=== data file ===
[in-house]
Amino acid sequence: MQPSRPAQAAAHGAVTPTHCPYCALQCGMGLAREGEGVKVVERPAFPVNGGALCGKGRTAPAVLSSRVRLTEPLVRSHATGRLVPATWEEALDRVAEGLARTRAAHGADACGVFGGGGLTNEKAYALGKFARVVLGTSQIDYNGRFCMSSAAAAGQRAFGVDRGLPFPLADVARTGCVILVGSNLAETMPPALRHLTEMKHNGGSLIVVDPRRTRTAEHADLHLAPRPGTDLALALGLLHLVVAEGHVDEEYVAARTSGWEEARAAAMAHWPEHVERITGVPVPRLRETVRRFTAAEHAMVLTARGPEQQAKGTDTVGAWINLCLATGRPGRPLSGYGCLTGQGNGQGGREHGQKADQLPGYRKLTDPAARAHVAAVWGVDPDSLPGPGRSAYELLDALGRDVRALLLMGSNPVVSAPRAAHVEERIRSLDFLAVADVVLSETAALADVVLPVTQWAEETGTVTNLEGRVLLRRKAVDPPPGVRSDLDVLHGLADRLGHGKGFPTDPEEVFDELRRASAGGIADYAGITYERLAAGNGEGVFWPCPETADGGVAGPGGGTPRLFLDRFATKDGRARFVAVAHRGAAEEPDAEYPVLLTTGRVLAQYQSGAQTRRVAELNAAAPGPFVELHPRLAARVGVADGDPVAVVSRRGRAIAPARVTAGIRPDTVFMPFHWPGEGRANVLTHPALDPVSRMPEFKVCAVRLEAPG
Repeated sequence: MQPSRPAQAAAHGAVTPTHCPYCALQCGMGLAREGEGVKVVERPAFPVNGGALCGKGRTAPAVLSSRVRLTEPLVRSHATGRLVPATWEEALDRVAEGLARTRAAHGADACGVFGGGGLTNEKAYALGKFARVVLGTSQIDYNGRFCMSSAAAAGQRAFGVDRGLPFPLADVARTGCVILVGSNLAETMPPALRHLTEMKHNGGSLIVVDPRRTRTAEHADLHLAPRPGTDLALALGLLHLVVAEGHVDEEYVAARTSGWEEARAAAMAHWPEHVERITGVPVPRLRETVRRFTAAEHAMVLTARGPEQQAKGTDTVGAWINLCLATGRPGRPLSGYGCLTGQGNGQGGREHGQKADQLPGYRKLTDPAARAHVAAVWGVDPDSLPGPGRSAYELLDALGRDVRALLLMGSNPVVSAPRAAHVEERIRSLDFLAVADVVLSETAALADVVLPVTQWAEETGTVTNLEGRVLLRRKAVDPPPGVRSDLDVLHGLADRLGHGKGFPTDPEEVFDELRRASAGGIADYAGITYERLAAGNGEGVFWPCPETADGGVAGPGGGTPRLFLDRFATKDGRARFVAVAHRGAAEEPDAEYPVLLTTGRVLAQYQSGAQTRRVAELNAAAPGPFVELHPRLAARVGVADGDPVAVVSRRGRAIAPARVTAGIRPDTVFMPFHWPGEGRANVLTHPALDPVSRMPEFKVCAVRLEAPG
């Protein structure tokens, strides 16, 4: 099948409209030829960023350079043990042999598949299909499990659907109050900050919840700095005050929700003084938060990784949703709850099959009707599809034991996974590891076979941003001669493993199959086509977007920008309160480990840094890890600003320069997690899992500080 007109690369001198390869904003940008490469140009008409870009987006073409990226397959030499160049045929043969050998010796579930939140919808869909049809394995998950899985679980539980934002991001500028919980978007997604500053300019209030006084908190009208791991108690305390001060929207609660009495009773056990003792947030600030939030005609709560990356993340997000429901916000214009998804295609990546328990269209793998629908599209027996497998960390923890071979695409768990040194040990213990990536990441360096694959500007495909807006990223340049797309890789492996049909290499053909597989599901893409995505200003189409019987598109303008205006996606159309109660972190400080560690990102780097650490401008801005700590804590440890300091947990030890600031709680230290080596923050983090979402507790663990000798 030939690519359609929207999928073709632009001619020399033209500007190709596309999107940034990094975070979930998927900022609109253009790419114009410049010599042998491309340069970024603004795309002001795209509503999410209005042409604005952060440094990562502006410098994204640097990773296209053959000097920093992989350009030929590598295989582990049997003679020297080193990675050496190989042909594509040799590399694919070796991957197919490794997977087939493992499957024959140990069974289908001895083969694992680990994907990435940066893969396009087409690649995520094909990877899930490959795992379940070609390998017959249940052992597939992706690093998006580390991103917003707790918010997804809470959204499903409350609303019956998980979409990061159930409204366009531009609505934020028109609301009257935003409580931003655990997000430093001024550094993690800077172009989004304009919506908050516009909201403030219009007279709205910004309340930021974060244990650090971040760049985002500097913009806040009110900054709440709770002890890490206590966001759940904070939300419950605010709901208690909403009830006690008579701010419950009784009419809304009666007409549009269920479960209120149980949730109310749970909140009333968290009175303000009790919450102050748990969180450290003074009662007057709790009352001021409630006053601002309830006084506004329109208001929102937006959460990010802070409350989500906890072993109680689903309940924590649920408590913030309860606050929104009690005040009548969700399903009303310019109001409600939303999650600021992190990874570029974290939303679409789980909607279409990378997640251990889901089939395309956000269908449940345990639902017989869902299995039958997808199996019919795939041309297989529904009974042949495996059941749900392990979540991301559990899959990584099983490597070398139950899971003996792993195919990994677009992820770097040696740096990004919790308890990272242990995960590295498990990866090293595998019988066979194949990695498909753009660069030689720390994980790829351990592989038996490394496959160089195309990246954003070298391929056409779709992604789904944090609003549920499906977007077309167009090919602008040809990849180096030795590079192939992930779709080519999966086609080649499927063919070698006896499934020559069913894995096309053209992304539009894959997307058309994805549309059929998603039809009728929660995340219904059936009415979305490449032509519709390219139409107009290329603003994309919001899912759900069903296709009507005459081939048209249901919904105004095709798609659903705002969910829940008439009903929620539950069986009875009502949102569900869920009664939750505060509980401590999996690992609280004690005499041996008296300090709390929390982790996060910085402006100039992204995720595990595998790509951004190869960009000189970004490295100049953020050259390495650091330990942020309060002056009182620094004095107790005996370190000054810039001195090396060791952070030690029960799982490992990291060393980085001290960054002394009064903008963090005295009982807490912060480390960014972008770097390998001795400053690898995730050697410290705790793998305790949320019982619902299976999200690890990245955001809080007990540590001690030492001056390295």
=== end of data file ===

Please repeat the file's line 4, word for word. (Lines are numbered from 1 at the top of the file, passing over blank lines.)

């Protein structure tokens, strides 16, 4: 099948409209030829960023350079043990042999598949299909499990659907109050900050919840700095005050929700003084938060990784949703709850099959009707599809034991996974590891076979941003001669493993199959086509977007920008309160480990840094890890600003320069997690899992500080 007109690369001198390869904003940008490469140009008409870009987006073409990226397959030499160049045929043969050998010796579930939140919808869909049809394995998950899985679980539980934002991001500028919980978007997604500053300019209030006084908190009208791991108690305390001060929207609660009495009773056990003792947030600030939030005609709560990356993340997000429901916000214009998804295609990546328990269209793998629908599209027996497998960390923890071979695409768990040194040990213990990536990441360096694959500007495909807006990223340049797309890789492996049909290499053909597989599901893409995505200003189409019987598109303008205006996606159309109660972190400080560690990102780097650490401008801005700590804590440890300091947990030890600031709680230290080596923050983090979402507790663990000798 030939690519359609929207999928073709632009001619020399033209500007190709596309999107940034990094975070979930998927900022609109253009790419114009410049010599042998491309340069970024603004795309002001795209509503999410209005042409604005952060440094990562502006410098994204640097990773296209053959000097920093992989350009030929590598295989582990049997003679020297080193990675050496190989042909594509040799590399694919070796991957197919490794997977087939493992499957024959140990069974289908001895083969694992680990994907990435940066893969396009087409690649995520094909990877899930490959795992379940070609390998017959249940052992597939992706690093998006580390991103917003707790918010997804809470959204499903409350609303019956998980979409990061159930409204366009531009609505934020028109609301009257935003409580931003655990997000430093001024550094993690800077172009989004304009919506908050516009909201403030219009007279709205910004309340930021974060244990650090971040760049985002500097913009806040009110900054709440709770002890890490206590966001759940904070939300419950605010709901208690909403009830006690008579701010419950009784009419809304009666007409549009269920479960209120149980949730109310749970909140009333968290009175303000009790919450102050748990969180450290003074009662007057709790009352001021409630006053601002309830006084506004329109208001929102937006959460990010802070409350989500906890072993109680689903309940924590649920408590913030309860606050929104009690005040009548969700399903009303310019109001409600939303999650600021992190990874570029974290939303679409789980909607279409990378997640251990889901089939395309956000269908449940345990639902017989869902299995039958997808199996019919795939041309297989529904009974042949495996059941749900392990979540991301559990899959990584099983490597070398139950899971003996792993195919990994677009992820770097040696740096990004919790308890990272242990995960590295498990990866090293595998019988066979194949990695498909753009660069030689720390994980790829351990592989038996490394496959160089195309990246954003070298391929056409779709992604789904944090609003549920499906977007077309167009090919602008040809990849180096030795590079192939992930779709080519999966086609080649499927063919070698006896499934020559069913894995096309053209992304539009894959997307058309994805549309059929998603039809009728929660995340219904059936009415979305490449032509519709390219139409107009290329603003994309919001899912759900069903296709009507005459081939048209249901919904105004095709798609659903705002969910829940008439009903929620539950069986009875009502949102569900869920009664939750505060509980401590999996690992609280004690005499041996008296300090709390929390982790996060910085402006100039992204995720595990595998790509951004190869960009000189970004490295100049953020050259390495650091330990942020309060002056009182620094004095107790005996370190000054810039001195090396060791952070030690029960799982490992990291060393980085001290960054002394009064903008963090005295009982807490912060480390960014972008770097390998001795400053690898995730050697410290705790793998305790949320019982619902299976999200690890990245955001809080007990540590001690030492001056390295």